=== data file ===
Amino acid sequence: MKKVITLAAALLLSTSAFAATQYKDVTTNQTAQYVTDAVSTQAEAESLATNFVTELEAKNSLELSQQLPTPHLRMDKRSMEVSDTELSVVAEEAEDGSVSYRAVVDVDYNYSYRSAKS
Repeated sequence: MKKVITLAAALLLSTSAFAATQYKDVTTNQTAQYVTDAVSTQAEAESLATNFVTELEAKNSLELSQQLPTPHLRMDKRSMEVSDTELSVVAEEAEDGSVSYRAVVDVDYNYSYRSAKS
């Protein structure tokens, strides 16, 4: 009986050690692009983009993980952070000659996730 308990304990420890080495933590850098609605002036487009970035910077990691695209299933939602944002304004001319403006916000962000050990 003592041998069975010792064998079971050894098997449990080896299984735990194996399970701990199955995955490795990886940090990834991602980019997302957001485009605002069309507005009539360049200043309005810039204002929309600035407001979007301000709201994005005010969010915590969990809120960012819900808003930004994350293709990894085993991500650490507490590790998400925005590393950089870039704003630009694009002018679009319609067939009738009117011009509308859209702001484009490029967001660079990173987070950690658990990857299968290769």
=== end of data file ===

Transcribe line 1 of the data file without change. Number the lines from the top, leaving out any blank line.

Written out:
Amino acid sequence: MKKVITLAAALLLSTSAFAATQYKDVTTNQTAQYVTDAVSTQAEAESLATNFVTELEAKNSLELSQQLPTPHLRMDKRSMEVSDTELSVVAEEAEDGSVSYRAVVDVDYNYSYRSAKS